The Cape crow is widespread and fairly common throughout the southern African region; the only all black crow that is native to the region. The sexes of these crows are alike in both size and plumage; being about 50 cm in length and with a purplish gloss to the all-black plumage. They have relatively slender black bills; black eyes and black legs and feet. They are usually found singly or in pairs, but may gather in groups when not breeding.


Cape crows are found in a variety of habitats, but prefer grassland and semi-arid areas. They are often found in farmlands and plantations. They are omnivorous and feed on a wide variety of items including spiders, lizards, insects, frogs, the eggs of tortoises and ground-nesting birds, and carrion from road-kill, as well as grain and other seeds and fruit.

The number and range of the various species of crows in southern Africa is slowly expanding as they are quite tolerant of humans and seem almost unaffected by the changing landscape. This may pose a threat to some of the local raptor species as they compete for much the same food sources.

The Cape crow’s  loud “kraa, kraa” is distinctive cry, as is their liquid warbling and the variety of gurgling sounds that carry surprisingly far. They also have a talent for mimicry and many years ago the Queen’s Park Zoo in East London (in the eastern Cape of South Africa) was home to a Cape crow widely known as “Jimmy the Crow” and locally famous for its ability to talk. Its large vocabulary included a loudly shouted “Border!” in support of the local provincial rugby team! As children we visited Jimmy many times and have fond memories of his raucous call.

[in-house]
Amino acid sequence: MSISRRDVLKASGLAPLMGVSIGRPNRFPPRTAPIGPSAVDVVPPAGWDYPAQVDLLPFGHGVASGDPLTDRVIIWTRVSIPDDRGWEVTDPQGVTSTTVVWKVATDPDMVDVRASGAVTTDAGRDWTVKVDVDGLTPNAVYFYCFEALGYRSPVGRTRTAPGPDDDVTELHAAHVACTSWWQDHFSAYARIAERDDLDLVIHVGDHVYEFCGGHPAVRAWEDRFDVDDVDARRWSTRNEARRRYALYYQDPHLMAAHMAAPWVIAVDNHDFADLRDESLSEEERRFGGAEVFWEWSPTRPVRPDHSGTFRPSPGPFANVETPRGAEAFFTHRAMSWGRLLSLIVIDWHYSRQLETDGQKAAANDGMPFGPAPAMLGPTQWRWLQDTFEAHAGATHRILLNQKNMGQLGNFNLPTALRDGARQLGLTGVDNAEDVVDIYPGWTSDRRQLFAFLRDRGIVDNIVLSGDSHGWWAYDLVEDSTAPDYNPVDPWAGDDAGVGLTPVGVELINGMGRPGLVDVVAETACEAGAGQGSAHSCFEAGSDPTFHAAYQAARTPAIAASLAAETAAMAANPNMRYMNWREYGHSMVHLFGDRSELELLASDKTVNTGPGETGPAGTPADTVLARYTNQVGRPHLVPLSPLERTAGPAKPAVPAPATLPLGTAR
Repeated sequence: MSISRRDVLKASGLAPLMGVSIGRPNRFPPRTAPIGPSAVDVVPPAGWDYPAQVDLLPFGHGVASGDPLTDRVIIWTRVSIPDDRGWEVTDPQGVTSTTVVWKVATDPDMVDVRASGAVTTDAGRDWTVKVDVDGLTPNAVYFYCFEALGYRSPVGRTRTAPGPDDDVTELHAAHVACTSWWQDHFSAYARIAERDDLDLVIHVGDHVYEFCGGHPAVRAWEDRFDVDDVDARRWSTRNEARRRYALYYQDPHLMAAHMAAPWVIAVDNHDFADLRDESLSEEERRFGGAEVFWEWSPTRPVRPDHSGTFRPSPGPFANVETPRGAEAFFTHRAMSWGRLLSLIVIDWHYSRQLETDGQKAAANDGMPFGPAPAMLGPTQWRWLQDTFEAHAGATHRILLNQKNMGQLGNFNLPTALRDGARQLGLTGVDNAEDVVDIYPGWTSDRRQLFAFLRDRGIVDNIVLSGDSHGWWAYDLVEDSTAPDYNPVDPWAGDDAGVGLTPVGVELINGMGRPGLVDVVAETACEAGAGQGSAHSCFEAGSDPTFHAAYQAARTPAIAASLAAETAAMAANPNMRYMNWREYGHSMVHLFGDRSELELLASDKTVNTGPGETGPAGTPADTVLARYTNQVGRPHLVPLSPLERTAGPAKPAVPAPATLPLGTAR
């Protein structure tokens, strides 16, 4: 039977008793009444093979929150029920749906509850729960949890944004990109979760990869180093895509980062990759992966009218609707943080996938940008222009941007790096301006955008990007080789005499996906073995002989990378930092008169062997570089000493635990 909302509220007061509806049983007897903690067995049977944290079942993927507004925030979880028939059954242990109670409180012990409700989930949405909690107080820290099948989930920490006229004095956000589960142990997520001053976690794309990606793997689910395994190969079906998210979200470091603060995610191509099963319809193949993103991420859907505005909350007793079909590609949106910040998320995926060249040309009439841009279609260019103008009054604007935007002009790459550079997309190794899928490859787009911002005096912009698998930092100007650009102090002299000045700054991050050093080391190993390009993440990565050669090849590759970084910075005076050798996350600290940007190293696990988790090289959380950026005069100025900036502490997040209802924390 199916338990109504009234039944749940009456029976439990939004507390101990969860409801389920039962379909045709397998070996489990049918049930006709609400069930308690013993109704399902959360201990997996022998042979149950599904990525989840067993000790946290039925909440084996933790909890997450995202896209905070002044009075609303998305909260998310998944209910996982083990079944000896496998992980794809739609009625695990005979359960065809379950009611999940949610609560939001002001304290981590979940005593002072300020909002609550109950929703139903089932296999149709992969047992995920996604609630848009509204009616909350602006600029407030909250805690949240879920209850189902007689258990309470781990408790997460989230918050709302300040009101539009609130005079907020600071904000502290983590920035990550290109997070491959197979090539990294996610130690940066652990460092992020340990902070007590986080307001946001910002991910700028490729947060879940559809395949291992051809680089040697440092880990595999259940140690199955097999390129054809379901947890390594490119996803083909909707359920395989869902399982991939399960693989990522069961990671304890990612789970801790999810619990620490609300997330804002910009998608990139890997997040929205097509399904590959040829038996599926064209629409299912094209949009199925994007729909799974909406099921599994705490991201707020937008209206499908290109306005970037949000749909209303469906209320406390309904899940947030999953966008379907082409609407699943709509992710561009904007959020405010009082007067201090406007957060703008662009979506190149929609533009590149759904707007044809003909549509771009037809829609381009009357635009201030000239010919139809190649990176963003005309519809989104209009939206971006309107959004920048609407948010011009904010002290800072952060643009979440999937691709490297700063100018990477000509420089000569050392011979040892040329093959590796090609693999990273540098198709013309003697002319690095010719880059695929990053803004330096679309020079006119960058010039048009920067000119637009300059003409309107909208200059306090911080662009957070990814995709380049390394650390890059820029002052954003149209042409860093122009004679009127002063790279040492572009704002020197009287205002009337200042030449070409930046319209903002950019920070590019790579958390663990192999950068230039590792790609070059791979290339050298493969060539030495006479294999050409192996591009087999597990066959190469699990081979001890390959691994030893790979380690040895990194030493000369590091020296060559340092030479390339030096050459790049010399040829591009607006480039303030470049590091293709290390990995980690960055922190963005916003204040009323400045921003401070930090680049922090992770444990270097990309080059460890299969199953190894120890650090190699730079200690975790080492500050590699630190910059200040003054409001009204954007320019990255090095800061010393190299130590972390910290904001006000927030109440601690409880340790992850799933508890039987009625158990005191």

The Cape crow is monogamous and they build a large bowl-shaped nest of sticks placed high in a tree or on a telephone pole. The female lays a clutch of three or four eggs that hatch after an incubation period of approximately 18 days. The nest may be parasitized by the Great spotted cuckoo (Clamator glandarius),

The scientific binomial for the Cape crow is Corvus capensis; Corvus from the Latin for “a raven or a crow”; and capensis from the Latin for “from the Cape (of Good Hope)”. Thus we have a crow from the Cape, and it couldn’t be clearer than that.

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